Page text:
Make the main entrance easy to reach and to recognize

Is the entrance to your facility recognizable by a visual contrast or a particular architectural treatment? Is it equipped with an audio beacon? Is the name of your business clearly visible?

If the walking path leading to the main entrance is well defined and clearly identifiable, you have already done a good part of the work. However, people who are blind or have low vision need to confirm their position. For those who retain visual abilities, signage in large characters, using high-contrasting colors. And for people who cannot read, an audio beacon allows them to trigger a verbal message announcing the name of the business, using their standardized remote control or their smartphone.

Make sure your access control system is accessible

Does an intercom or a call button restrict access to your facility? If so, is it usable by a blind or visually impaired person?

So that the access control systems are not an obstacle for the visually impaired, it should above all be of a contrasting color compared to its support and have keys with writing in large characters, numbers and of raised symbols. So that your blind or visually impaired visitors are aware of the presence of this device before their visit, it is important that its existence be mentioned on your communication media. As we said before, this typology of visitors is used to prepare for their trips.

Finally, be aware that intercoms with name scrolling cannot be used by blind people. It is therefore necessary to provide an alternative if necessary: ​​communicate an access code, offer a welcome at the door, the possibility of contacting a person on arrival, etc.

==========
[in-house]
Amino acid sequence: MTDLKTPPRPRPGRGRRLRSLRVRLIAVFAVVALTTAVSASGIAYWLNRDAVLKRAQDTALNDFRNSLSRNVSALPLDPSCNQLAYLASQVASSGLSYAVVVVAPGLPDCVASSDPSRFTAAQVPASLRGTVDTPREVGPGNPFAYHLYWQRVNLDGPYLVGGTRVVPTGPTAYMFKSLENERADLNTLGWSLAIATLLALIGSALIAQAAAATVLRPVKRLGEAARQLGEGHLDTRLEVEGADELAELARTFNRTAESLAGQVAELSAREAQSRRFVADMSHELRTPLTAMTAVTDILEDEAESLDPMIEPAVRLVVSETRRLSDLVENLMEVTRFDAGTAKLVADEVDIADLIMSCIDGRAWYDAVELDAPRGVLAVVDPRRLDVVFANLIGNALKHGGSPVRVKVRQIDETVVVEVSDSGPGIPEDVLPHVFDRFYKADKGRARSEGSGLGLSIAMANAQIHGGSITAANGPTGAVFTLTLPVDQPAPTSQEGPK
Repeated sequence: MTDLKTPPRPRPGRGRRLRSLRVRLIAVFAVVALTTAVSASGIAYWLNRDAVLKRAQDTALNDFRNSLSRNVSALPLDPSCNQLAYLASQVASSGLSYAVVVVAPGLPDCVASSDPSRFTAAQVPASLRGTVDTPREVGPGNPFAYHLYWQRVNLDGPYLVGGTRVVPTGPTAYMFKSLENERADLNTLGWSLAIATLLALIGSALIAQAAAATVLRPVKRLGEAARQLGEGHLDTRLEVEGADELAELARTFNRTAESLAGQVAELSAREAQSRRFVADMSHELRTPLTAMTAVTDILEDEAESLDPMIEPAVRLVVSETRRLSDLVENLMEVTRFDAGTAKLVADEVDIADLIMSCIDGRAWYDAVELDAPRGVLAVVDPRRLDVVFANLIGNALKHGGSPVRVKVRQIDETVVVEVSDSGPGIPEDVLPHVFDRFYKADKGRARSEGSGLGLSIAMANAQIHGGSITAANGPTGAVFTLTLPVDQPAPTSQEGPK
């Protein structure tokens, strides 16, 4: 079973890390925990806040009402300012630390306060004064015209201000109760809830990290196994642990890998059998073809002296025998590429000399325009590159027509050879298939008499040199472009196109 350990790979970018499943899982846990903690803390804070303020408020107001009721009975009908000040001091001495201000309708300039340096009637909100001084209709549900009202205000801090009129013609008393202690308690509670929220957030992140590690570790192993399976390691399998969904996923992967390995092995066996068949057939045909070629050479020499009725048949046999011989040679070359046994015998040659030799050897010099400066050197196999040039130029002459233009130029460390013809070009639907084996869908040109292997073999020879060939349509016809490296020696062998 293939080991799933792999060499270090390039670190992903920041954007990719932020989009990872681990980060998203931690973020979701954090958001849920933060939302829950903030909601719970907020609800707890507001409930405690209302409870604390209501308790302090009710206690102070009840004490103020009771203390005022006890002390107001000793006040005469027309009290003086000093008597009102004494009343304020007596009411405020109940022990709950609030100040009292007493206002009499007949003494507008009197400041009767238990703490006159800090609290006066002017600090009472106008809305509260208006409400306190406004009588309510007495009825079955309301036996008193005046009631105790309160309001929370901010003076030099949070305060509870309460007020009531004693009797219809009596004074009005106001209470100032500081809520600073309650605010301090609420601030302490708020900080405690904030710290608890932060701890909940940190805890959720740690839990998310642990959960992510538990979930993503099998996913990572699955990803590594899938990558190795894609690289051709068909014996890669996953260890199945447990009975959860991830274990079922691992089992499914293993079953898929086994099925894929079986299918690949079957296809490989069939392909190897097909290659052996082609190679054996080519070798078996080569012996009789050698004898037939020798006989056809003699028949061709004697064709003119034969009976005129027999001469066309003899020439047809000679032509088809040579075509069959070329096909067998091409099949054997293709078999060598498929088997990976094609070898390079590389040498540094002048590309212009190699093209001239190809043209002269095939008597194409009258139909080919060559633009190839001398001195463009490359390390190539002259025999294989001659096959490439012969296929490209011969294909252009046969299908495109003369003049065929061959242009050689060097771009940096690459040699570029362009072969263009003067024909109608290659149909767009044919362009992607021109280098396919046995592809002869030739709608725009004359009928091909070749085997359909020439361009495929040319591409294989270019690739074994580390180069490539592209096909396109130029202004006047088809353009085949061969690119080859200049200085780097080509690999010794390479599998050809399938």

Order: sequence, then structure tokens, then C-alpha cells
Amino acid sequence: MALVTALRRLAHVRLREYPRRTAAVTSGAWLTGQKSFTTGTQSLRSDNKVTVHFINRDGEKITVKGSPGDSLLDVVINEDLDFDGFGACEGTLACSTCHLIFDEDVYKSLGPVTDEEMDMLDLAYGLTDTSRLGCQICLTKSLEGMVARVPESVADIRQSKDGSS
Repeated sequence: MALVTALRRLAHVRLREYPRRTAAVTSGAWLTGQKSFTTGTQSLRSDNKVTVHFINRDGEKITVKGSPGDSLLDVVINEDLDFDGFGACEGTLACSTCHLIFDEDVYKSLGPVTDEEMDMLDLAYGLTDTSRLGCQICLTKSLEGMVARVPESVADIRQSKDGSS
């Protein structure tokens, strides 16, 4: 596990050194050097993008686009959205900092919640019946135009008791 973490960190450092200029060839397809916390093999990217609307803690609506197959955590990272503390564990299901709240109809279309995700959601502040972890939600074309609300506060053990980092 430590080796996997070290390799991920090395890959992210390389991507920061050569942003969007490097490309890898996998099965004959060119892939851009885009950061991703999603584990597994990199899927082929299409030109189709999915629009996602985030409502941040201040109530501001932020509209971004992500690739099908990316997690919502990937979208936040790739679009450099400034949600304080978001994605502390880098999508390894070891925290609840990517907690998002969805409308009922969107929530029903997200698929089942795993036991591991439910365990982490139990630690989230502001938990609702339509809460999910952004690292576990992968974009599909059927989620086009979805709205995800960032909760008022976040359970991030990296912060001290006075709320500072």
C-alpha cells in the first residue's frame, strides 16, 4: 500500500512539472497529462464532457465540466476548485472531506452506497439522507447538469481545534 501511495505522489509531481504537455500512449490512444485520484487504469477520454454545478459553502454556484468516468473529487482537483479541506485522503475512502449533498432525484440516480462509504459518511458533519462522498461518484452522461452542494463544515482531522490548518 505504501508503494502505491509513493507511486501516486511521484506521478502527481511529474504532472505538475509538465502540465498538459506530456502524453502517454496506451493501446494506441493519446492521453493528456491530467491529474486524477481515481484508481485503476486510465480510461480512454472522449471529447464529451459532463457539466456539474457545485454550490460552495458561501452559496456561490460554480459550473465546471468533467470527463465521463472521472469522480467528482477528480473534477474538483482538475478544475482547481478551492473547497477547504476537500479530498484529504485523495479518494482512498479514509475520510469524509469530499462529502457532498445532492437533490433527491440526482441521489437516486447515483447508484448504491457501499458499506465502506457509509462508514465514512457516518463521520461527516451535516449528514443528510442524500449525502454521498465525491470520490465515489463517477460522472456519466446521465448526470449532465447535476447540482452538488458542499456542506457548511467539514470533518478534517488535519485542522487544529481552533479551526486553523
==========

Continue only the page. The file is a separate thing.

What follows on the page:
Make your reception easy-to-access and detectable

Is your reception desk easy to find for your visually impaired visitors?

Blind or visually impaired people rely a lot on reception and human support to find their way around a building and benefit from the services offered there. To facilitate access, your reception desk must therefore be located as close as possible to the main entrance. It should be easily identifiable by visual contrast and suitable lighting. If it is necessary to cross a large area to get there, we recommend installing a guidance path that will make it easier for everyone to orientate themselves.

We draw your attention to the use of queue management systems. It is difficult for a blind or partially sighted person to stand in a queue and know when their turn is. Note that the systems cannot be used by this audience unless the person in charge of the distribution speaks aloud the number appearing on the ticket and the same applies to the order of passage. It is therefore recommended that visually impaired people be given priority access, on the same basis as people with standing problems.

Make indoor navigation easy and safe

Is it possible for a blind or visually impaired person to move around safely in your facility? Can they easily orientate themselves there?

It is likely that a person with a visual impairment coming to your facility for the first time will need human assistance to find their way there. However, there are certain arrangements to be made.

First and foremost, indoor hallways should offer the best possible security. Thus, the lighting must be sufficiently intense and homogeneous, that it must not create shadows. Floor lighting should be avoided due to glare.

Indoor paths must be free of any obstacle. Be sure to remove overhead obstacles or, if this is not possible, to force them to be bypassed by a piece of furniture. The glass walls located along the path must have contrasting elements to avoid the risk of bumping into them.

To facilitate the orientation of visually impaired people in complex spaces, the installation of guidance paths or directional paving is recommended, possibly associated with audio beacons. The Evelity indoor navigation application tailored for all types of disabilities is also specially designed to allow visitors with disabilities to move around independently within a complex building such as an administrative center, museum, university, or hospital.

Finally, all stairs must be secured with:

Easy-grip and continuous handrails on both sides,